Published — Wednesday 31 October 2012
Last update 31 October 2012 3:40 am
DUBAI: Dana Gas is set to become the first UAE company to fail to pay an Islamic bond on maturity, three sources familiar with the matter said, sending its stock and bond prices sharply lower.
The UAE’s largest listed natural gas firm, hit by payment delays from Egypt and Iraq’s Kurdistan region, will not repay a $ 920 million convertible sukuk, when it matures today, the sources said.
However, Sharjah-based Dana has won more time to hammer out a deal with bondholders, they added.
Dana Gas declined to comment.
Although indebted firms in the UAE have extended maturities on billions of dollars in bank loans since the onset of the financial crisis in 2008-09, no sukuk have been restructured or unpaid on maturity.
Saudi and Kuwaiti companies have defaulted on Islamic bonds in the past, leading to complex debt negotiations which have dragged on for years. Kuwait’s Investment Dar, which co-owns luxury carmaker Aston Martin, defaulted on a $ 100 million Islamic debt issue in 2009.
Dana has a $ 1 billion sukuk maturing on Oct. 31. It repurchased about $ 80 million of the sukuk in 2008, leaving $920 million outstanding.
The five-year sukuk, which was issued with a 7.5 percent coupon, has gained international interest as a majority of the debt is said to be owned by large investment firms including BlackRock Inc. and Ashmore Group.
A source said that London-based Spinnaker Capital was among large holders. An executive at Spinnaker in London said it does not own Dana Gas bonds currently and has not held them before. BlackRock owns about 30 percent of the outstanding sukuk, according to two separate market sources.
There is “absolutely no chance” of a white knight swooping in to repay the bond by the due date, a source close to the talks said.
In 2009, the Abu Dhabi government stepped in at the eleventh hour to help Dubai repay developer Nakheel’s $ 4.1 billion Islamic bond.
The sources said Dana, in which Crescent Petroleum owns a 20-percent stake, reached a standstill agreement with creditors in early October giving it six months to repay the bond.
Some creditors are preparing for a potential “post-default scenario,” one source familiar with the discussions said, in which no deal would be reached at all.
Shares in Dana fell 8.5 percent to AED0.43 on the Abu Dhabi bourse after the Reuters report before closing down 4.26 percent.
The shares have been battered by concerns over how Dana will find funds to repay the bond and limited communication from the company on the matter. The sukuk has a conversion price of AED1.926.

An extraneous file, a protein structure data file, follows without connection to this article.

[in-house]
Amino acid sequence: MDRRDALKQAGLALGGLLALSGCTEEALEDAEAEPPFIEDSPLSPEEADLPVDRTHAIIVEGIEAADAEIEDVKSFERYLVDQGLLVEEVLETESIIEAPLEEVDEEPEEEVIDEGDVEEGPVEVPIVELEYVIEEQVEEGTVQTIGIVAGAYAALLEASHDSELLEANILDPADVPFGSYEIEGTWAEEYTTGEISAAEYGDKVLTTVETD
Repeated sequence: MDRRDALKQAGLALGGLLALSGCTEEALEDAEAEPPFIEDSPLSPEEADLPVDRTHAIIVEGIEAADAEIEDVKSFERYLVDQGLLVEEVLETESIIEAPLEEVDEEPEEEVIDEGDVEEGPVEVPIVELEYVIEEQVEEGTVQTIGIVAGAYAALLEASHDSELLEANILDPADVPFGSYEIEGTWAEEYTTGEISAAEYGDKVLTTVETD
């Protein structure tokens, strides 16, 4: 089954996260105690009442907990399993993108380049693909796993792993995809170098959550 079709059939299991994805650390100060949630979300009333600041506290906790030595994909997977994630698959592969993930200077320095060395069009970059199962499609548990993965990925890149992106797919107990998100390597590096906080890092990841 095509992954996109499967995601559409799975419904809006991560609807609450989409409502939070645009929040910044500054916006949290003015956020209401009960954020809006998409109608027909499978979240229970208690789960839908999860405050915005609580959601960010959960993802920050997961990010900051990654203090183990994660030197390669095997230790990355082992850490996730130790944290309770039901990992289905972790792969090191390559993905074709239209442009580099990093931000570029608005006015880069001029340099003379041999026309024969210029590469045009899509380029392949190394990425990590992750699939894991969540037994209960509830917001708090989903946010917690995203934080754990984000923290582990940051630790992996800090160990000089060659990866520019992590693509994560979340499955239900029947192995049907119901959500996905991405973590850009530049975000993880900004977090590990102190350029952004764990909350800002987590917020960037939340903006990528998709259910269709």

The sukuk, which is lightly traded, was quoted at a bid price of 68 cents on the dollar yesterday, down from 78 cents on the dollar on Monday, according to prices quoted by Nomura.
Dana is to issue a statement this week detailing its plans to restructure the bond, said two sources, who spoke on condition of anonymity as the matter is not public.
There was a “high probability” the Dana sukuk will be restructured, London-based investment firm Exotix said in a report earlier this year, adding its restructuring valuation on the privately-owned firm was 61.5 percent of par value.
Dana, which also has a 3-percent stake in Hungarian group MOL, is not seen as a strategic entity for the UAE and so any government support is unlikely.
In May, Dana said it wanted to find a consensual deal with sukukholders to repay the bond, and said it had hired Blackstone Group, Deutsche Bank and law firm Latham & Watkins as advisers.
Investors have hired Moelis and law firm Linklaters as advisers.
Dana, which has operations in the UAE, Egypt and Iraq’s Kurdistan region, says its cash flow has been affected by global economic conditions and regional events, including Egyptian unrest last year which delayed payments.
The company had a cash balance of AED 601 million ($ 164 million) as of June 30, 2012. Outstanding receivables on Egypt gas deliveries stood at AED 729 million and AED 1.2 billion in the Kurdistan region at that time.
In a recent interview, Dana board member and Crescent Chief Executive Majid Jafar said Egypt was paying the company for all fuel it was receiving from its operations and was optimistic outstanding payments would be settled.
Jafar said last week talks between the company and creditors were still ongoing, and have been “amicable and friendly.”